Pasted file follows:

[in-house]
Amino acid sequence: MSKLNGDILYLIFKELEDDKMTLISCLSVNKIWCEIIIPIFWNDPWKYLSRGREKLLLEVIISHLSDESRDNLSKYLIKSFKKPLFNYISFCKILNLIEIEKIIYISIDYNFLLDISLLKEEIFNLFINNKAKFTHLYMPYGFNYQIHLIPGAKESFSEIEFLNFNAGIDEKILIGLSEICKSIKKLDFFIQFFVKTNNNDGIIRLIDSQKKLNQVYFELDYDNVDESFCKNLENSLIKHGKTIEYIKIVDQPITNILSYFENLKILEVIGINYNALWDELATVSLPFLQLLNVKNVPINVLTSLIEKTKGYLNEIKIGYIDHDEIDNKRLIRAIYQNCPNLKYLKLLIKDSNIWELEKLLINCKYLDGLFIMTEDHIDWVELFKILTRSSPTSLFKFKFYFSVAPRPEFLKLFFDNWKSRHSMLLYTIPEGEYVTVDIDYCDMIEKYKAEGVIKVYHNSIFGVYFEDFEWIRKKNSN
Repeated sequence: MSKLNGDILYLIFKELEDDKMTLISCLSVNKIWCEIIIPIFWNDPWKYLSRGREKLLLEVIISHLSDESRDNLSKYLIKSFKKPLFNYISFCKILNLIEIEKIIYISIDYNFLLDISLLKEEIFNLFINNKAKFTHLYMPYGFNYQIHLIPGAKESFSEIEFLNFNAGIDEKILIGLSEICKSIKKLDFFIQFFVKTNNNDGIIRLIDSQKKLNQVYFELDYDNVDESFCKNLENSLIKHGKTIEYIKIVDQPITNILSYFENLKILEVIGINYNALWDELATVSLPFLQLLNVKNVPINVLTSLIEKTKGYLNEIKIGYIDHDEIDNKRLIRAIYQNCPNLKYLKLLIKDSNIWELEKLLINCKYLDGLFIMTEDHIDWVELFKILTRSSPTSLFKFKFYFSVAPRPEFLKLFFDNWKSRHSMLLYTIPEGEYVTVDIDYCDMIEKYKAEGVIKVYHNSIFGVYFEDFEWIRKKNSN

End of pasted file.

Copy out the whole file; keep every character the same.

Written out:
[in-house]
Amino acid sequence: MSKLNGDILYLIFKELEDDKMTLISCLSVNKIWCEIIIPIFWNDPWKYLSRGREKLLLEVIISHLSDESRDNLSKYLIKSFKKPLFNYISFCKILNLIEIEKIIYISIDYNFLLDISLLKEEIFNLFINNKAKFTHLYMPYGFNYQIHLIPGAKESFSEIEFLNFNAGIDEKILIGLSEICKSIKKLDFFIQFFVKTNNNDGIIRLIDSQKKLNQVYFELDYDNVDESFCKNLENSLIKHGKTIEYIKIVDQPITNILSYFENLKILEVIGINYNALWDELATVSLPFLQLLNVKNVPINVLTSLIEKTKGYLNEIKIGYIDHDEIDNKRLIRAIYQNCPNLKYLKLLIKDSNIWELEKLLINCKYLDGLFIMTEDHIDWVELFKILTRSSPTSLFKFKFYFSVAPRPEFLKLFFDNWKSRHSMLLYTIPEGEYVTVDIDYCDMIEKYKAEGVIKVYHNSIFGVYFEDFEWIRKKNSN
Repeated sequence: MSKLNGDILYLIFKELEDDKMTLISCLSVNKIWCEIIIPIFWNDPWKYLSRGREKLLLEVIISHLSDESRDNLSKYLIKSFKKPLFNYISFCKILNLIEIEKIIYISIDYNFLLDISLLKEEIFNLFINNKAKFTHLYMPYGFNYQIHLIPGAKESFSEIEFLNFNAGIDEKILIGLSEICKSIKKLDFFIQFFVKTNNNDGIIRLIDSQKKLNQVYFELDYDNVDESFCKNLENSLIKHGKTIEYIKIVDQPITNILSYFENLKILEVIGINYNALWDELATVSLPFLQLLNVKNVPINVLTSLIEKTKGYLNEIKIGYIDHDEIDNKRLIRAIYQNCPNLKYLKLLIKDSNIWELEKLLINCKYLDGLFIMTEDHIDWVELFKILTRSSPTSLFKFKFYFSVAPRPEFLKLFFDNWKSRHSMLLYTIPEGEYVTVDIDYCDMIEKYKAEGVIKVYHNSIFGVYFEDFEWIRKKNSN